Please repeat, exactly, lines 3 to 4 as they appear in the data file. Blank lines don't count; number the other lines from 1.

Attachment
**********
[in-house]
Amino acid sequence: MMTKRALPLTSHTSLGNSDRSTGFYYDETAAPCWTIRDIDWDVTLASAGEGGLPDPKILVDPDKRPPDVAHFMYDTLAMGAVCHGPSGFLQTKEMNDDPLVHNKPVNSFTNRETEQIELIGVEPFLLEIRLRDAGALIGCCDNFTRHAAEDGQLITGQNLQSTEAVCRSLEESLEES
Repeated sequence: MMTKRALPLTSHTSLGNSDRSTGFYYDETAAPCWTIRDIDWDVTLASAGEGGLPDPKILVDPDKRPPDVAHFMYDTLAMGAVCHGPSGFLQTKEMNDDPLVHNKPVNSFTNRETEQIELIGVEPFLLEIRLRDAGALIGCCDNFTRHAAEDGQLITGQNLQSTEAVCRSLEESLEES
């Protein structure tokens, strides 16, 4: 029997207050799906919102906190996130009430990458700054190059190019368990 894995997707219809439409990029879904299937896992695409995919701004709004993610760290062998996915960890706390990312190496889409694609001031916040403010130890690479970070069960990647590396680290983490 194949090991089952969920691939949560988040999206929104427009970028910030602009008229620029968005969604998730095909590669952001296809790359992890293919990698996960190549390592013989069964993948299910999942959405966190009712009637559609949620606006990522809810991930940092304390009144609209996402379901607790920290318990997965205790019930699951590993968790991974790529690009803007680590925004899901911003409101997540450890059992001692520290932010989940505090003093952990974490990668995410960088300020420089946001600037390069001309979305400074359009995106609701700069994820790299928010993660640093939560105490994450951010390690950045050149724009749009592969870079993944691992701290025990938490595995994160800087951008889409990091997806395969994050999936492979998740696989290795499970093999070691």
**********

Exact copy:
Repeated sequence: MMTKRALPLTSHTSLGNSDRSTGFYYDETAAPCWTIRDIDWDVTLASAGEGGLPDPKILVDPDKRPPDVAHFMYDTLAMGAVCHGPSGFLQTKEMNDDPLVHNKPVNSFTNRETEQIELIGVEPFLLEIRLRDAGALIGCCDNFTRHAAEDGQLITGQNLQSTEAVCRSLEESLEES
């Protein structure tokens, strides 16, 4: 029997207050799906919102906190996130009430990458700054190059190019368990 894995997707219809439409990029879904299937896992695409995919701004709004993610760290062998996915960890706390990312190496889409694609001031916040403010130890690479970070069960990647590396680290983490 194949090991089952969920691939949560988040999206929104427009970028910030602009008229620029968005969604998730095909590669952001296809790359992890293919990698996960190549390592013989069964993948299910999942959405966190009712009637559609949620606006990522809810991930940092304390009144609209996402379901607790920290318990997965205790019930699951590993968790991974790529690009803007680590925004899901911003409101997540450890059992001692520290932010989940505090003093952990974490990668995410960088300020420089946001600037390069001309979305400074359009995106609701700069994820790299928010993660640093939560105490994450951010390690950045050149724009749009592969870079993944691992701290025990938490595995994160800087951008889409990091997806395969994050999936492979998740696989290795499970093999070691």